good deal, I do not visit now.'

Polly, who, with a woman's tact, understood this at once, expressed
as much in a little look. Mr Toodle, who had not the faintest idea of
what Miss Tox was talking about, expressed that also, in a stare.

'Of course,' said Miss Tox, 'how our little coolness has arisen is
of no moment, and does not require to be discussed. It is sufficient
for me to say, that I have the greatest possible respect for, and
interest in, Mr Dombey;' Miss Tox's voice faltered; 'and everything
that relates to him.'

Mr Toodle, enlightened, shook his head, and said he had heerd it
said, and, for his own part, he did think, as Mr Dombey was a
difficult subject.

'Pray don't say so, Sir, if you please,' returned Miss Tox. 'Let me
entreat you not to say so, Sir, either now, or at any future time.
Such observations cannot but be very painful to me; and to a
gentleman, whose mind is constituted as, I am quite sure, yours is,
can afford no permanent satisfaction.'

Mr Toodle, who had not entertained the least doubt of offering a
remark that would be received with acquiescence, was greatly
confounded.

'All that I wish to say, Mrs Richards,' resumed Miss Tox, - 'and I
address myself to you too, Sir, - is this. That any intelligence of
the proceedings of the family, of the welfare of the family, of the
health of the family, that reaches you, will be always most acceptable
to me. That I shall be always very glad to chat with Mrs Richards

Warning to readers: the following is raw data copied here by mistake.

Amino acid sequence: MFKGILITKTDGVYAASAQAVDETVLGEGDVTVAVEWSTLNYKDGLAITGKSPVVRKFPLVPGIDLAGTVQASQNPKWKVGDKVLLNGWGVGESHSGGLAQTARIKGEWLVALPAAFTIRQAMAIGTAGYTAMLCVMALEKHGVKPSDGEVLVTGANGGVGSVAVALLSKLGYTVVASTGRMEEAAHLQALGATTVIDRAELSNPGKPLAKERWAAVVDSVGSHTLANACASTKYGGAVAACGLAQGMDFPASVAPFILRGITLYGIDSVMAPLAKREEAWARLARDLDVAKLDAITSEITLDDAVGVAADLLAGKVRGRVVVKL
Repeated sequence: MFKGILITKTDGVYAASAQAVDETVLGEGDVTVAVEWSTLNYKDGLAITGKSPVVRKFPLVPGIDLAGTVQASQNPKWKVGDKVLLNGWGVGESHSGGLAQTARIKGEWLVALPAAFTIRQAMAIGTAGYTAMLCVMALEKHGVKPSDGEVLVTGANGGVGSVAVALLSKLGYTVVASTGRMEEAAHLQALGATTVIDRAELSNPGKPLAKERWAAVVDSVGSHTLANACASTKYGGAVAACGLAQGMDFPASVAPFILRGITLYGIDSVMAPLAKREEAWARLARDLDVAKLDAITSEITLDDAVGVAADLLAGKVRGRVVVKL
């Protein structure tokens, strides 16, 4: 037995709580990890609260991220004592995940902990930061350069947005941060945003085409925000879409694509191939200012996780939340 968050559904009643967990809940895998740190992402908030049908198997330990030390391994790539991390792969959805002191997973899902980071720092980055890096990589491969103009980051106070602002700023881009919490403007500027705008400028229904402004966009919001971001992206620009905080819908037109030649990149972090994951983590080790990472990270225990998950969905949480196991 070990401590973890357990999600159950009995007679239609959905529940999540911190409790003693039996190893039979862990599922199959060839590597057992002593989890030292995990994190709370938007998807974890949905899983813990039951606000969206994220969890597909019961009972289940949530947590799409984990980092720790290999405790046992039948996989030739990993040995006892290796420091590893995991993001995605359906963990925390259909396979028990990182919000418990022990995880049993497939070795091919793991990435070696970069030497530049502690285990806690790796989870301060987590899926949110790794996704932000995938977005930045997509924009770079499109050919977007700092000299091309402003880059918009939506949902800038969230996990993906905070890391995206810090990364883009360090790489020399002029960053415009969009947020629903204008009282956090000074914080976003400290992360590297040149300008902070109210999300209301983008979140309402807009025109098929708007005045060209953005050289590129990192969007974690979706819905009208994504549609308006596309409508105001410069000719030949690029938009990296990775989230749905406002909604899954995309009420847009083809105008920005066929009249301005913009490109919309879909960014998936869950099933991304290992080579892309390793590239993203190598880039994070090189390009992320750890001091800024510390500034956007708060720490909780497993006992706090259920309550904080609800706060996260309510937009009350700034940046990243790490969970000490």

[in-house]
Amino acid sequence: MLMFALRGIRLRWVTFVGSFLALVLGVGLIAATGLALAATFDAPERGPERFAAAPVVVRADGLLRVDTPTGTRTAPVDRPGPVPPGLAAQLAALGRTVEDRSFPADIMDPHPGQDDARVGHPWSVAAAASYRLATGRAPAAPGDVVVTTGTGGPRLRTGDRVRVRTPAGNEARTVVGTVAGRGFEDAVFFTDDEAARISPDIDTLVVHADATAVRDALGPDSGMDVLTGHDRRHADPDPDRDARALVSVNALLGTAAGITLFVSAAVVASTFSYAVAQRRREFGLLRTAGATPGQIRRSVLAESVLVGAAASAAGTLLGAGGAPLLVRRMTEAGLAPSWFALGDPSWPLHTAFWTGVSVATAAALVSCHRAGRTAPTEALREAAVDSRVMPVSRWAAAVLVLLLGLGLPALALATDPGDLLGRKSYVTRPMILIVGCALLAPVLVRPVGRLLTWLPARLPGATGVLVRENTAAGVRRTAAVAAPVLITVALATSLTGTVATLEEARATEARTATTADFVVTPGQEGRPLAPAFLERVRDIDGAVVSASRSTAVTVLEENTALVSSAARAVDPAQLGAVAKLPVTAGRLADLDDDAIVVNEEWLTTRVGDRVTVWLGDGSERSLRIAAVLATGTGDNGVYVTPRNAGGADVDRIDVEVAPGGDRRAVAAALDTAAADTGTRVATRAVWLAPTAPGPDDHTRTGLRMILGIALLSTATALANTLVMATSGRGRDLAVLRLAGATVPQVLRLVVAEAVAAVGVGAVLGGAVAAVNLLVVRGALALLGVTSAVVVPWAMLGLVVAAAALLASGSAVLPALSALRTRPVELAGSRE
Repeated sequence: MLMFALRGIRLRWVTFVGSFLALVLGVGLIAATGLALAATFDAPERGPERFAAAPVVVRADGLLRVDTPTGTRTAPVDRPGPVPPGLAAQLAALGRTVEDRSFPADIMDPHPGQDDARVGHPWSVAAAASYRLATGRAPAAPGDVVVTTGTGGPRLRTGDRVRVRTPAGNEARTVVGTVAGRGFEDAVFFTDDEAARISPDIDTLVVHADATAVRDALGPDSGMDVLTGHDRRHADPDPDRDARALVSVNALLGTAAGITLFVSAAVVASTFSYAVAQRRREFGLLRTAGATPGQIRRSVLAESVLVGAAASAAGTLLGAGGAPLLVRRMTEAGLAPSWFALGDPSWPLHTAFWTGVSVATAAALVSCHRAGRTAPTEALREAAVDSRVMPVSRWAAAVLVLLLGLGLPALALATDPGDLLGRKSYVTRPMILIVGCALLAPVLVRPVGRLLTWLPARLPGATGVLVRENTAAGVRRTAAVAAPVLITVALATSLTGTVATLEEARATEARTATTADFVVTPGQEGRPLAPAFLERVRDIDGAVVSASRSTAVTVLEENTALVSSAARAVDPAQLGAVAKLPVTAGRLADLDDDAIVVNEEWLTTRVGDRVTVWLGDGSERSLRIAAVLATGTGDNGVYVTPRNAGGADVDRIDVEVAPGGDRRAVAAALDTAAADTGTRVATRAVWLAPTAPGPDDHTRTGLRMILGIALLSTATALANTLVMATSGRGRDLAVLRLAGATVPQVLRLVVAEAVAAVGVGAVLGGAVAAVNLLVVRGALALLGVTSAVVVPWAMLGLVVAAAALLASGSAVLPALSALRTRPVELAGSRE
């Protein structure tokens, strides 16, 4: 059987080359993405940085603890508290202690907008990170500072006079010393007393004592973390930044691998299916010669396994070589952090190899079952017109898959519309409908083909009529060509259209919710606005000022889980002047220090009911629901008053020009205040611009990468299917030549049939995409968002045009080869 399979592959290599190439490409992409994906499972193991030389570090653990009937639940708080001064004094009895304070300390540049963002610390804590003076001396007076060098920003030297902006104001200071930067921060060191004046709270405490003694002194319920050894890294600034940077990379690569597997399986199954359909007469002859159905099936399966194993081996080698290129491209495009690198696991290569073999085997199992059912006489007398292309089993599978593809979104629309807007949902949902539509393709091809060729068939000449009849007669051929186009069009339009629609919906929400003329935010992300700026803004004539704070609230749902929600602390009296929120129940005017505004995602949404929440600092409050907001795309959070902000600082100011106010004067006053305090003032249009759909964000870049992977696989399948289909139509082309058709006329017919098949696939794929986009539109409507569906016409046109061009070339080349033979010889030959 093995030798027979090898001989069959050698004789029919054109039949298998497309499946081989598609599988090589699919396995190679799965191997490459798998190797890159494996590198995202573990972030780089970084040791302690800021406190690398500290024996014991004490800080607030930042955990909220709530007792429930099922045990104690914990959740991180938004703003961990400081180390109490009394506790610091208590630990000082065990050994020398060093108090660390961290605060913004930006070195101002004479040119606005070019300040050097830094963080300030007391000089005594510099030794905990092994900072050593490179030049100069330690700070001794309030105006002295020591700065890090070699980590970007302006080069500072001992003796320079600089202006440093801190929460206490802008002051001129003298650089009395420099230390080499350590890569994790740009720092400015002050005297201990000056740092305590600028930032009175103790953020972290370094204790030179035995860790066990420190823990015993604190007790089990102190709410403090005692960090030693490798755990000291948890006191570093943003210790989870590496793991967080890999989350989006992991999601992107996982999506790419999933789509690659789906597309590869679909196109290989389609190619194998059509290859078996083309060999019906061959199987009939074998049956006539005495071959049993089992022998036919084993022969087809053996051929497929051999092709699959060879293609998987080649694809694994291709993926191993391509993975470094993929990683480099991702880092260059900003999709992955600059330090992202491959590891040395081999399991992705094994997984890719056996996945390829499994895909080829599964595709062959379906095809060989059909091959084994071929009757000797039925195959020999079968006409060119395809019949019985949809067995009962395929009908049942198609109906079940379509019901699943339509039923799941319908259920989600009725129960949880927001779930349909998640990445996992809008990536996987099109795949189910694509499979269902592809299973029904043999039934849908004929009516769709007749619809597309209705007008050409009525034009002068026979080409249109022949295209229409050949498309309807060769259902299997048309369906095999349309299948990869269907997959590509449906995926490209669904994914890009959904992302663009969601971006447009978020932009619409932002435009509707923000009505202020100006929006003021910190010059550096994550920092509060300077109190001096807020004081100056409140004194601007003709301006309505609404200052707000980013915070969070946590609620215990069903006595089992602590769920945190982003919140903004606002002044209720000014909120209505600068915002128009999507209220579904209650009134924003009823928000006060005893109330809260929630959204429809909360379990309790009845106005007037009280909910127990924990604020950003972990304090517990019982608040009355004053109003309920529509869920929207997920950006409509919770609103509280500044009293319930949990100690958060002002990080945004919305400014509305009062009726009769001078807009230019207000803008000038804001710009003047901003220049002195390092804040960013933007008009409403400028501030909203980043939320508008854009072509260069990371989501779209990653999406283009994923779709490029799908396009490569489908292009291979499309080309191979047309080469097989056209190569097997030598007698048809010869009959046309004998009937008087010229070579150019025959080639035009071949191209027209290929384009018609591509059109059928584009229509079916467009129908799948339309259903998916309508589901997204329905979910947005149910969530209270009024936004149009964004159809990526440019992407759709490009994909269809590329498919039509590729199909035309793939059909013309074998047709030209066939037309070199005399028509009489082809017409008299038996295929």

about the family, and about old time And as Mrs Richards and I never
had the least difference (though I could wish now that we had been
better acquainted, but I have no one but myself to blame for that), I
hope she will not object to our being very good friends now, and to my
coming backwards and forwards here, when I like, without being a
stranger. Now, I really hope, Mrs Richards,' said Miss Tox -
earnestly, 'that you will take this, as I mean it, like a
good-humoured creature, as you always were.'

Polly was gratified, and showed it. Mr Toodle didn't know whether
he was gratified or not, and preserved a stolid calmness.

'You see, Mrs Richards,' said Miss Tox - 'and I hope you see too,
Sir - there are many little ways in which I can be slightly useful to
you, if you will make no stranger of me; and in which I shall be
delighted to be so. For instance, I can teach your children something.
I shall bring a few little books, if you'll allow me, and some work,
and of an evening now and then, they'll learn - dear me, they'll learn
a great deal, I trust, and be a credit to their teacher.'

Mr Toodle, who had a great respect for learning, jerked his head
approvingly at his wife, and moistened his hands with dawning
satisfaction.

'Then, not being a stranger, I shall be in nobody's way,' said Miss
Tox, 'and everything will go on just as if I were not here. Mrs
Richards will do her mending, or her ironing, or her nursing, whatever
it is, without minding me: and you'll smoke your pipe, too, if you're
so disposed, Sir, won't you?'